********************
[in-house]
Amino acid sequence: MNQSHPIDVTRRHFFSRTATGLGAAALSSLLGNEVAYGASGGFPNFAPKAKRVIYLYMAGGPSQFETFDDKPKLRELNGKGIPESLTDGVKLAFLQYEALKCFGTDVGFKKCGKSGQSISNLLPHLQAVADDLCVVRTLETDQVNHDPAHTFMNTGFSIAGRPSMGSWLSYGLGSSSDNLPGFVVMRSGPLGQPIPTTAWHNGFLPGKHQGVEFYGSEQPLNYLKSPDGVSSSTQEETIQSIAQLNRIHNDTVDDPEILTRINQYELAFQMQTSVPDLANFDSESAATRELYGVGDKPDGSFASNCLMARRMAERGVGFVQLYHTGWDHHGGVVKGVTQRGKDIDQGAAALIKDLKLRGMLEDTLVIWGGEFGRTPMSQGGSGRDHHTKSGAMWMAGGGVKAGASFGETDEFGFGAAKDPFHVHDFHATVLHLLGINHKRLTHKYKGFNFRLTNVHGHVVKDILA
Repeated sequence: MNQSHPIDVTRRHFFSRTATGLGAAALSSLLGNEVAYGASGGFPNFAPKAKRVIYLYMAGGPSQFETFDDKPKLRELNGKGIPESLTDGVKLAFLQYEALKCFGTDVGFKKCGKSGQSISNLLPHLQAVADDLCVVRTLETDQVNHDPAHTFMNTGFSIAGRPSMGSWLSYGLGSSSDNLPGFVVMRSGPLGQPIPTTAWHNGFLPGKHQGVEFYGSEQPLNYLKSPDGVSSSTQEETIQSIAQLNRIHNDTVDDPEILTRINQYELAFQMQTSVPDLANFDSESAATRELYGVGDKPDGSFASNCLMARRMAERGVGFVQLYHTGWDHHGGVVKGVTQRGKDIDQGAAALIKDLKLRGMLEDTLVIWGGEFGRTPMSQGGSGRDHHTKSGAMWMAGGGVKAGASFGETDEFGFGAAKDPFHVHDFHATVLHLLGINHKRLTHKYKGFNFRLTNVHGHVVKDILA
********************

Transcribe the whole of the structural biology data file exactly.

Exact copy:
[in-house]
Amino acid sequence: MNQSHPIDVTRRHFFSRTATGLGAAALSSLLGNEVAYGASGGFPNFAPKAKRVIYLYMAGGPSQFETFDDKPKLRELNGKGIPESLTDGVKLAFLQYEALKCFGTDVGFKKCGKSGQSISNLLPHLQAVADDLCVVRTLETDQVNHDPAHTFMNTGFSIAGRPSMGSWLSYGLGSSSDNLPGFVVMRSGPLGQPIPTTAWHNGFLPGKHQGVEFYGSEQPLNYLKSPDGVSSSTQEETIQSIAQLNRIHNDTVDDPEILTRINQYELAFQMQTSVPDLANFDSESAATRELYGVGDKPDGSFASNCLMARRMAERGVGFVQLYHTGWDHHGGVVKGVTQRGKDIDQGAAALIKDLKLRGMLEDTLVIWGGEFGRTPMSQGGSGRDHHTKSGAMWMAGGGVKAGASFGETDEFGFGAAKDPFHVHDFHATVLHLLGINHKRLTHKYKGFNFRLTNVHGHVVKDILA
Repeated sequence: MNQSHPIDVTRRHFFSRTATGLGAAALSSLLGNEVAYGASGGFPNFAPKAKRVIYLYMAGGPSQFETFDDKPKLRELNGKGIPESLTDGVKLAFLQYEALKCFGTDVGFKKCGKSGQSISNLLPHLQAVADDLCVVRTLETDQVNHDPAHTFMNTGFSIAGRPSMGSWLSYGLGSSSDNLPGFVVMRSGPLGQPIPTTAWHNGFLPGKHQGVEFYGSEQPLNYLKSPDGVSSSTQEETIQSIAQLNRIHNDTVDDPEILTRINQYELAFQMQTSVPDLANFDSESAATRELYGVGDKPDGSFASNCLMARRMAERGVGFVQLYHTGWDHHGGVVKGVTQRGKDIDQGAAALIKDLKLRGMLEDTLVIWGGEFGRTPMSQGGSGRDHHTKSGAMWMAGGGVKAGASFGETDEFGFGAAKDPFHVHDFHATVLHLLGINHKRLTHKYKGFNFRLTNVHGHVVKDILA